Showing Pakikiramay in a Crisis

By Rhodora Derpo

Immigration Attorney

Immigrant Rights Advocate


This is the first installment of a two-part series (look for Part Two next month) regarding the humanitarian and refugee crisis involving migrant children arriving in the United States from Central America.

Filipinos are imbued with the cultural trait of pakikiramay – a trait that is rooted in our ability to show sensitivity, sympathy, and compassion in a crisis. The ability to empathize with others, with aid and generosity in times of need, however, is not a trait that embodies just the Filipino community. When super-typhoon Yolanda (Haiyan) wrecked the Central Visayas, destroying tens of thousands of homes and killing at least 6,300 people in the Philippines, pakikiramay principles were at work as the international community responded immediately by contributing to recovery efforts.


The humanitarian and refugee crisis involving migrant children arriving in the United States from Central America is another opportunity to employ the value of pakikiramay. The United States should provide assistance because the child migrants are fleeing a war that our country helped create; that is, gang violence fueled by our country's consumption of illegal drugs.


Some politicians in Congress are framing the arrivals of migrant children as the result of our immigration enforcement policies, such as the creation of the Deferred Action for Childhood Arrivals (DACA), a program that President Obama initiated on June 15, 2012, which grants eligible unauthorized youth a two-year reprieve from deportation and a work permit. But they are wrong. Tom K. Wong, at the Center for American Progress, conducted a statistical analysis to examine the reasons behind the surge of unaccompanied children crossing the border. The results suggest that it is not DACA or other immigration enforcement policies that are the impetus for the children's journeys. Rather, the complex root causes of violence in Central America (particularly Honduras) as well as the demand for illegal drugs in the United States that is fueling that violence are the reasons that these children are fleeing their home countries and seeking refuge in the United States.

Who are the migrant children?

According to U.S. Customs and Border Protection, 57,525 unaccompanied children were apprehended between October 1, 2013 and June 30, 2014. These children came primarily from Honduras, Guatemala, El Salvador, and Mexico.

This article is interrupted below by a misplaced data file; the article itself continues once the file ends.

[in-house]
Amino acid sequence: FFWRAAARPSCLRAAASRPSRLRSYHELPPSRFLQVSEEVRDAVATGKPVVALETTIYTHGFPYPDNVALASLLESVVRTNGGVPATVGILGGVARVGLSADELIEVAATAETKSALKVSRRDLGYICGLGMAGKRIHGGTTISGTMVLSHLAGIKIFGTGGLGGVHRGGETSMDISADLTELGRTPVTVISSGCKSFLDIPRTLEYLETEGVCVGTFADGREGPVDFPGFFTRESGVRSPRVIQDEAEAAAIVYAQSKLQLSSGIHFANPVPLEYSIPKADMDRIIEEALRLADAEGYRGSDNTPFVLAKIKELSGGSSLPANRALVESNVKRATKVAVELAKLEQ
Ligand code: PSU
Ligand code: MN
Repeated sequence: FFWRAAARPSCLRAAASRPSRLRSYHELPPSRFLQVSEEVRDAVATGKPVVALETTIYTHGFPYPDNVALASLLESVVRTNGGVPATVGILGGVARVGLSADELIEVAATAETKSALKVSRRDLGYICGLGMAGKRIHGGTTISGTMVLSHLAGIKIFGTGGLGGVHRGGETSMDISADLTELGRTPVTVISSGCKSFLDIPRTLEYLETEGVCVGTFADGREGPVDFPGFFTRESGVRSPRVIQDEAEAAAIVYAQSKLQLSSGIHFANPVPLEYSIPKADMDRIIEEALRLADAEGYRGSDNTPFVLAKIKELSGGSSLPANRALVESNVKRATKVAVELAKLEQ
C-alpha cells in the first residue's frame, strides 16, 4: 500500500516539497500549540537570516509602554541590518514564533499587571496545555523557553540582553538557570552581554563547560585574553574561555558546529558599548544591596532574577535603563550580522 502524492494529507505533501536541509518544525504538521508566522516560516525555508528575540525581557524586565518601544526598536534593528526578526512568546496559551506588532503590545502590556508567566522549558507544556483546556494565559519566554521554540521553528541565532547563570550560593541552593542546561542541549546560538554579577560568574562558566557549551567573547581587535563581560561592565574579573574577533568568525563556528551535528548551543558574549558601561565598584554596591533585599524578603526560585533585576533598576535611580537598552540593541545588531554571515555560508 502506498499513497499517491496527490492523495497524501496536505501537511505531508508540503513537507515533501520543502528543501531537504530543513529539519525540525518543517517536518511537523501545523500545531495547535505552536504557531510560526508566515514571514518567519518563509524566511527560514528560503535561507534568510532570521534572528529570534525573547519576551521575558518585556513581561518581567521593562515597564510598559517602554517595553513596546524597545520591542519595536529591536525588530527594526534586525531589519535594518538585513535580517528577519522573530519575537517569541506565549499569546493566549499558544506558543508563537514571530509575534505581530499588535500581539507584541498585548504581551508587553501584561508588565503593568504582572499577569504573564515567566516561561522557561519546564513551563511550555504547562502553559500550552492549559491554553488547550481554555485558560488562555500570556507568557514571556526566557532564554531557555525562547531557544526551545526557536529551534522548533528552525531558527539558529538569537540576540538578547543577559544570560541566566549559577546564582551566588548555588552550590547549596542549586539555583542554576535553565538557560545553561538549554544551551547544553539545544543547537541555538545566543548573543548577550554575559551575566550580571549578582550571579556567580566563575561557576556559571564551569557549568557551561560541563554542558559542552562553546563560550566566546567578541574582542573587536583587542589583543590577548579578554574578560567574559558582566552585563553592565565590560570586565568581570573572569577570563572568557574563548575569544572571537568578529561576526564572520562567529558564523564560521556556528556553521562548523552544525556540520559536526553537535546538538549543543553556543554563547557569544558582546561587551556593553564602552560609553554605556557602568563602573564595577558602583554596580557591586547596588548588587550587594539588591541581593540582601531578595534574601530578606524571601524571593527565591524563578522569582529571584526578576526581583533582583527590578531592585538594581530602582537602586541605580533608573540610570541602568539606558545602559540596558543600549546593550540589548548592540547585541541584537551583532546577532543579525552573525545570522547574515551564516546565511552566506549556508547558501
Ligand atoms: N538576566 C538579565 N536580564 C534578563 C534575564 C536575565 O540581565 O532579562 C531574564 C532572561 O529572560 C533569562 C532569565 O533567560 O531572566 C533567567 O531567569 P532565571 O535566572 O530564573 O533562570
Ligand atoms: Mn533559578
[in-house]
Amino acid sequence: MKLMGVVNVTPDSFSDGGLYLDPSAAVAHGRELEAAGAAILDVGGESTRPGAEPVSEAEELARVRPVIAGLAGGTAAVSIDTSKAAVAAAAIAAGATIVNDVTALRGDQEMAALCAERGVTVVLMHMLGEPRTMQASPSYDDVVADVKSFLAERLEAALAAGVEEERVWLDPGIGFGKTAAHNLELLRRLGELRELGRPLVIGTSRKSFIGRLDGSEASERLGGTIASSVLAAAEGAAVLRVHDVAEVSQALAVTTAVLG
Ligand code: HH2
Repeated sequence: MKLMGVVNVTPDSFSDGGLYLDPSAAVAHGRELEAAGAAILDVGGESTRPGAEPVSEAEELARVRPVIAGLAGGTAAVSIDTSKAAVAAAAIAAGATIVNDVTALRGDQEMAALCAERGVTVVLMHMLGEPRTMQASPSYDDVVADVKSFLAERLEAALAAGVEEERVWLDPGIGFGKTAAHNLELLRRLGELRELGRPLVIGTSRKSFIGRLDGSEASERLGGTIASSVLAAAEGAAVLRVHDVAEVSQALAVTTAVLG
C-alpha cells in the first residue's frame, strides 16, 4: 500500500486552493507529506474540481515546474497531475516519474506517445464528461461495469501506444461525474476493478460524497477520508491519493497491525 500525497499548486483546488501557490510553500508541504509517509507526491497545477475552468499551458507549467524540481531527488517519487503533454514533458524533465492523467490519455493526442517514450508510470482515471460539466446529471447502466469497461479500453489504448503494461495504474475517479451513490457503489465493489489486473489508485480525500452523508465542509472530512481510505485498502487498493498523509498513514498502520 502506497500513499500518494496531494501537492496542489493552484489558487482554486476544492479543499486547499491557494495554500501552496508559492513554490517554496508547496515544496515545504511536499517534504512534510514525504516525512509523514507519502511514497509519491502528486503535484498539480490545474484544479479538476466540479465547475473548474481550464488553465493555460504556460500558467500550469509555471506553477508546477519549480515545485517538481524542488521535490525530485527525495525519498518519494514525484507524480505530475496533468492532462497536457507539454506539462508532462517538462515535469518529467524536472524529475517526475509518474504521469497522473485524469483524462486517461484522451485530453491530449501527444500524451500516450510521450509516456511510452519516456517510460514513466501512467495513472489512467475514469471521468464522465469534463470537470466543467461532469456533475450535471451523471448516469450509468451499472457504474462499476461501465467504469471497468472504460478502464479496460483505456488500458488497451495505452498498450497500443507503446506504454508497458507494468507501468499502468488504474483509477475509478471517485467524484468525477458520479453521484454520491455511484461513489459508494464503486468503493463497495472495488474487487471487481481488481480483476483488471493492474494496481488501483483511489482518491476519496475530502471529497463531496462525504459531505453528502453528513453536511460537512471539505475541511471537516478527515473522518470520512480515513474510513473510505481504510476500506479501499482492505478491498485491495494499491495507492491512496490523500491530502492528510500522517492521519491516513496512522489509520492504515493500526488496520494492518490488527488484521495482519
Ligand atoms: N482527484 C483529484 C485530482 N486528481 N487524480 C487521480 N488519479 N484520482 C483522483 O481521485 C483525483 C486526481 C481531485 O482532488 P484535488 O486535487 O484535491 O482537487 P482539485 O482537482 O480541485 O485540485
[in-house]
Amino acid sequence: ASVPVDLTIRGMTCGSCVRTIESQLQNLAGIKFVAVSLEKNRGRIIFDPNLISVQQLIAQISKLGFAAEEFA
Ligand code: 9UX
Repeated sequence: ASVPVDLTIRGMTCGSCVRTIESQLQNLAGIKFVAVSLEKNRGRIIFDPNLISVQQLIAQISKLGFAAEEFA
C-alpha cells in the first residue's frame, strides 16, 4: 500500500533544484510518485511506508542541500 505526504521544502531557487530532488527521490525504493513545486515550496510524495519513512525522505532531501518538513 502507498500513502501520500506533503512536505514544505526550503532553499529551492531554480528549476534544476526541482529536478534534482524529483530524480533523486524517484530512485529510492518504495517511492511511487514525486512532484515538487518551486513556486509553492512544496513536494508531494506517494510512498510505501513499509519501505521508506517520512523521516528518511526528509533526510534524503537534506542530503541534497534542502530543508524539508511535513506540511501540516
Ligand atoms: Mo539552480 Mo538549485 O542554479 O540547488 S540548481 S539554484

Many of the children come for economic reasons, but a vast majority of them are fleeing gang violence, persecution, trafficking, abuse by smugglers, and sexual violence. Mr. Wong found a positive relationship between violence and the flow of children.


For example, the homicide rate per 100,000 people stood at 90.4 in Honduras, 41.2 in El Salvador, and 39.9 in Guatemala. See 2012 United Nations Office on Drugs and Crime (UNODC). To put it in perspective, the war-torn Democratic Republic of the Congo has a homicide rate of 28.3 per 100,000 people, and nearly half a million refugees have fled that country.


Sonia Nazario's Op-Ed article in The New York Times, "The Children of the Drug Wars: A Refugee Crisis, Not an Immigration Crisis," notes that, "Gangs arrived in force in Honduras in the 1990s, as 18th Street and Mara Salvatrucha members were deported in large numbers from Los Angeles to Central America, joining homegrown groups like Los Puchos. But the dominance in the past few years of foreign drug cartels in Honduras, especially ones from Mexico, has increased the reach and viciousness of the violence. As the United States and Colombia spent billion of dollars to disrupt the movement of drugs up the Caribbean corridor, traffickers rerouted inland through Honduras, and 79 percent of cocaine-smuggling flights bound for the United Stats now pass through there."


José Arnulfo Ochoa Ochoa, of World Vision International, a Christian humanitarian aid group, further notes that if we are to send these children back to the dangerous conditions of their home countries without first properly determining whether they have legal defenses to removal, we are effectively "handing them a death sentence." Indeed, the United Nations High Commissioner for Refugees recently interviewed 404 children who had arrived in the United States from Honduras, El Salvador, Guatemala and Mexico; and, 58% of them said their primary motivation for leaving was violence. These children are not just seeking refuge in the United States. The number of asylum claims in other nearby countries has sharply increased bet The United States should adequately provide legal relief for those migrant children fleeing gang recruitment or persecution. These kids are entitled to a fair hearing and deserve to have their day in court.

Contact my firm if you have questions about your immigration-related case. Nagsa-salita po ako ng Tagalog.


Stay tuned for the second part of the series, which will examine the legal defenses to removal available to migrant children.


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